One of his hobbies was poetry reading and writing. It is impossible to understand the complexity of his nature and his recipe for the solution of problems without reading his two beautiful books of poetry, Twilight and Whispers from the Night. They constitute some of the most touching and least flamboyant odysseys ever composed. His third volume which he completed just before his death is almost ready for publication.
A true trailblazer and global pioneer, it was his selflessness, commitment and patriotic zeal that opened the door for the field of neurosurgery to blossom, especially in Nigeria. Today, the E. Latunde Odeku Medical Library at the College of Medicine, University of Ibadan (Nigeria’s premier university) was named in his honour.
A disease had affected him so much that he could not function well as a surgeon again. For much of the time, he was in bed, and in pains. Finally, he had to leave for England in August 1974 for a lasting medical solution. But fate had another plan for him. At 11.20 pm on the 20th of August 1974, he died from the complications of a disease that had also afflicted his parents -diabetes mellitus.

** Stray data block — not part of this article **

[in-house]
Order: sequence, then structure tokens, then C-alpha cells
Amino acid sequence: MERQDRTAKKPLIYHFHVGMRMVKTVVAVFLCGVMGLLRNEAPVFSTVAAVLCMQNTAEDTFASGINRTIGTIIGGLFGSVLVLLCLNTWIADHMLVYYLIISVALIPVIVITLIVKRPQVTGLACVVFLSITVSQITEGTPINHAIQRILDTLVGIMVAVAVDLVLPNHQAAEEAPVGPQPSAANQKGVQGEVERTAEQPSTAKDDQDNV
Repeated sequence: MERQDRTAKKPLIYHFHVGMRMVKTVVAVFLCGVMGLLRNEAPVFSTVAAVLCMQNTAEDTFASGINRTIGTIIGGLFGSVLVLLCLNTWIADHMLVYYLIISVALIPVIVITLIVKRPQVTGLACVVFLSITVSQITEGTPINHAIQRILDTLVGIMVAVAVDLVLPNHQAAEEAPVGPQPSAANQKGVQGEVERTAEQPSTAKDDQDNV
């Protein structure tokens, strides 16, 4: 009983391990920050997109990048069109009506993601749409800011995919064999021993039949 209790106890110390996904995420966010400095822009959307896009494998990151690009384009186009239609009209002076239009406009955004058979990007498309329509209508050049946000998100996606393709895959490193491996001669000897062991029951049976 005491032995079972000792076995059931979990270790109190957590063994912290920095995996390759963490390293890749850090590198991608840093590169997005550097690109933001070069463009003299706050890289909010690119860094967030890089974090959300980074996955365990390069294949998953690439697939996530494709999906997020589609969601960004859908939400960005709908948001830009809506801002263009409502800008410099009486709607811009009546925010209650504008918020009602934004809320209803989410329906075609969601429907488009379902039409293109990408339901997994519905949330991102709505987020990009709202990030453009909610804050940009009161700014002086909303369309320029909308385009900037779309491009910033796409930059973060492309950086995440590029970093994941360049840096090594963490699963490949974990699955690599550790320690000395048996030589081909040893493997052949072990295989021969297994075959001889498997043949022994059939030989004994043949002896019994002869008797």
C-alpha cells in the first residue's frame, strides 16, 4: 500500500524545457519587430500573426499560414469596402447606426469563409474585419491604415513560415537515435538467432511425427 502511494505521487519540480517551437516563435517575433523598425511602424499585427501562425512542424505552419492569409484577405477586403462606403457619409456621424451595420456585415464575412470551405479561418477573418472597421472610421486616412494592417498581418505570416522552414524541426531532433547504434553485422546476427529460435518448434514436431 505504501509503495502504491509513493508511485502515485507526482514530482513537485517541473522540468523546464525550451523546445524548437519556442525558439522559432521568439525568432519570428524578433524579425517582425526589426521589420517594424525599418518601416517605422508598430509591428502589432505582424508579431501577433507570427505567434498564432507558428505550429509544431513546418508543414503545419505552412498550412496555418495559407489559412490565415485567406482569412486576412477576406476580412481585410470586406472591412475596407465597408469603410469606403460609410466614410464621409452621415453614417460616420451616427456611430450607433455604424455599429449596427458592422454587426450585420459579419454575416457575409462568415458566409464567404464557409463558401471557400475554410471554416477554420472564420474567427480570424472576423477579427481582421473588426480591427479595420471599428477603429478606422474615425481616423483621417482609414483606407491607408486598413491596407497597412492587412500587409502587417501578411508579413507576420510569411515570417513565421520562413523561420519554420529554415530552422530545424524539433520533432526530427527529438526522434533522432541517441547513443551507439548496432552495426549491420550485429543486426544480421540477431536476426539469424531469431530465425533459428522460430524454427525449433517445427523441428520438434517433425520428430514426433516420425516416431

He was buried in the churchyard of St. Peter’s Church, Burmham, Bucks, England, on 27th August, in a simple Christian ceremony, just as he had requested, and in consonance with the quiet unpretentious way in which he lived. He is survived by his wife, Katherine Jill, a medical doctor and member of the British Medical Association, and two daughters and two sons.
The early death of Latunde Odeku leaves unfulfilled many of his ideas, and Africa, and tropical neurology in particular, will be poorer for the passage of this versatile professor, pioneer neurosurgeon, philosopher and poet.
It is very surprising that despite the huge achievements recorded by this young man, there has been no National Award here even mere MFR, yes, posthumously. Frankly speaking, we need more of Prof. Odeku than those who store away hard currencies in banks while keeping it away from the citizens that really need it.
Achievers and great men world round agree that true success is measured by the amount of lives they have affected positively and the magnitude of the effect they have on those lives. Riches and wealth will always come as a by product and will also pass away with them, but their impact will remain forever just like Prof. Odeku.